Resilient City is an association of designers working to implement sustainable urbanism practices.
- The LEED for Neighborhood Development (LEED-ND) is the United States' first rating system for green neighborhoods. The LEED-ND was created out of a partnership with the Congress for New Urbanism, the U.S. Green Building Council (USGBC), and the Natural Resource Defense Council (NRDC). It provides a coordinated environmental strategy to achieve sustainability at the level of entire neighborhoods and communities. LEED-ND is a rating system that certifies green neighborhoods, building off USGBC’s Leadership in Energy and Environmental Design (LEED), which is a third-party verification system that a development meets high standards of environmental responsibility. LEED-ND combines the principles of new urbanism, green building, and smart growth to create the first accepted national standard for neighborhood design that extends LEED’s scope beyond the individual to a more holistic (neighborhood/community) perception of the context of the buildings.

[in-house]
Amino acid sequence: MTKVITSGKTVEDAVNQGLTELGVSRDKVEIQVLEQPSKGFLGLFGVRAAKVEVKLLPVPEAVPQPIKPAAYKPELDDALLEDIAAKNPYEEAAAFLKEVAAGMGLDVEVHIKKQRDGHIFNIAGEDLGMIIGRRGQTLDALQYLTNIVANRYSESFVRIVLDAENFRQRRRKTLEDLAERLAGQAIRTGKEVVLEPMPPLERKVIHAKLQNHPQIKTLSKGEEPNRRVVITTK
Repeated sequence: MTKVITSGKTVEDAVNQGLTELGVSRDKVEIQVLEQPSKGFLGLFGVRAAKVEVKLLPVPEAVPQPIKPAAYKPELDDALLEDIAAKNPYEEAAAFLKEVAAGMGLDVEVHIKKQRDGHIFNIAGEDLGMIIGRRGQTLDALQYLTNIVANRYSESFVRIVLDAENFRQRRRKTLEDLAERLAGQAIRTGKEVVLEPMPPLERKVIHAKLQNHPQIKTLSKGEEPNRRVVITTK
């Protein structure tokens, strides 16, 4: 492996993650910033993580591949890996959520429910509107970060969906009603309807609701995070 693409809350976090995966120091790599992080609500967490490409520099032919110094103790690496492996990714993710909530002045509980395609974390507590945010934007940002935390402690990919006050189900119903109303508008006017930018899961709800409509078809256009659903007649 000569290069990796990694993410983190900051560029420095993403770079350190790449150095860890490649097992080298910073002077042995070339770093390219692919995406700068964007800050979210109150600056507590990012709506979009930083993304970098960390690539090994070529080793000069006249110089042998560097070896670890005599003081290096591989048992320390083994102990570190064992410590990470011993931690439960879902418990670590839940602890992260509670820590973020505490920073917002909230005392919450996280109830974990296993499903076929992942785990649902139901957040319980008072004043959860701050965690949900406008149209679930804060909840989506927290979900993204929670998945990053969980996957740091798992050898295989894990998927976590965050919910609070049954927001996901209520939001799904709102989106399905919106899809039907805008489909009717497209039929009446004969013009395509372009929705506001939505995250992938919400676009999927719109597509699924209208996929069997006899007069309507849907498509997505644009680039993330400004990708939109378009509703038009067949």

There are professionals who are concerned that the use "Sustainable urbanism" as a label risks debasing the term "sustainable", with developments being labeled as examples of "Sustainable Urbanism", which, while substantially better than much modern development, are not truly sustainable according to the Brundtland definition of sustainability, taken from the landmark 1987 United Nations Report on Environment and Development titled Our Common Future: Report of the World Commission on Environment and Development.
- Circles of Sustainability
- Co-benefits of climate change mitigation
- Environmental planning
- Urban resilience
- Bicycle-friendly – Urban planning prioritising cycling
- Cycling mobility – Measurement of cycling in an area
- Transit mall – Urban street reserved for public transit, bicycles, and pedestrians
- Transit-oriented development – Urban planning prioritising transit
- Pedestrian village – Urban planning for mixed-use areas prioritising pedestrians
- Walkability – Measure of pedestrianism in an area
- Michael Neuman and Angela Hull, editors. 2011. The Futures of the City Region. London: Routledge, ISBN 978-0-415-58803-4.
- Sharifi, Ayyoob (January 2016). "From Garden City to Eco-urbanism: The quest for sustainable neighborhood development". Sustainable Cities and Society. 20: 1–16. doi:10.1016/j.scs.2015.09.002.
- Mostafavi, M. and G. Doherty, editors. 2010. Ecological Urbanism. Baden, Switzerland: Lars Muller